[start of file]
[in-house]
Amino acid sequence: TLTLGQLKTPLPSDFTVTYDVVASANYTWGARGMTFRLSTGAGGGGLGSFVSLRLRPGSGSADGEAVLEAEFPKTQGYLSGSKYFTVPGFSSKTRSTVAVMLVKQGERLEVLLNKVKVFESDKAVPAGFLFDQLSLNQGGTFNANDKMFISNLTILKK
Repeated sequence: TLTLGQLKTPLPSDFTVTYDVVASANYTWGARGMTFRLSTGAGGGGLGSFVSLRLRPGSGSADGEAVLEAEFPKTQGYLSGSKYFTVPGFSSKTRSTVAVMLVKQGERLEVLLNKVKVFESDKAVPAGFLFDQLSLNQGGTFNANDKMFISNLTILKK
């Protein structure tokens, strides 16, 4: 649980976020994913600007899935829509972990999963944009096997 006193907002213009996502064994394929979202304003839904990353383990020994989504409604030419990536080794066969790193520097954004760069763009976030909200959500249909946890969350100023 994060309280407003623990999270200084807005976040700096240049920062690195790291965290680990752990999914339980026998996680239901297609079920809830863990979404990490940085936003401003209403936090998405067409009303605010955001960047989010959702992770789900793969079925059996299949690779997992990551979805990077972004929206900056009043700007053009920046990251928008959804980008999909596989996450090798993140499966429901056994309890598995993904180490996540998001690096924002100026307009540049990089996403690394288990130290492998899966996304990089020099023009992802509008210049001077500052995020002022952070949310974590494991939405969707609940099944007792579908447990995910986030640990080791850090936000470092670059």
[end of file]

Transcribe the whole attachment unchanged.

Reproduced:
[in-house]
Amino acid sequence: TLTLGQLKTPLPSDFTVTYDVVASANYTWGARGMTFRLSTGAGGGGLGSFVSLRLRPGSGSADGEAVLEAEFPKTQGYLSGSKYFTVPGFSSKTRSTVAVMLVKQGERLEVLLNKVKVFESDKAVPAGFLFDQLSLNQGGTFNANDKMFISNLTILKK
Repeated sequence: TLTLGQLKTPLPSDFTVTYDVVASANYTWGARGMTFRLSTGAGGGGLGSFVSLRLRPGSGSADGEAVLEAEFPKTQGYLSGSKYFTVPGFSSKTRSTVAVMLVKQGERLEVLLNKVKVFESDKAVPAGFLFDQLSLNQGGTFNANDKMFISNLTILKK
């Protein structure tokens, strides 16, 4: 649980976020994913600007899935829509972990999963944009096997 006193907002213009996502064994394929979202304003839904990353383990020994989504409604030419990536080794066969790193520097954004760069763009976030909200959500249909946890969350100023 994060309280407003623990999270200084807005976040700096240049920062690195790291965290680990752990999914339980026998996680239901297609079920809830863990979404990490940085936003401003209403936090998405067409009303605010955001960047989010959702992770789900793969079925059996299949690779997992990551979805990077972004929206900056009043700007053009920046990251928008959804980008999909596989996450090798993140499966429901056994309890598995993904180490996540998001690096924002100026307009540049990089996403690394288990130290492998899966996304990089020099023009992802509008210049001077500052995020002022952070949310974590494991939405969707609940099944007792579908447990995910986030640990080791850090936000470092670059």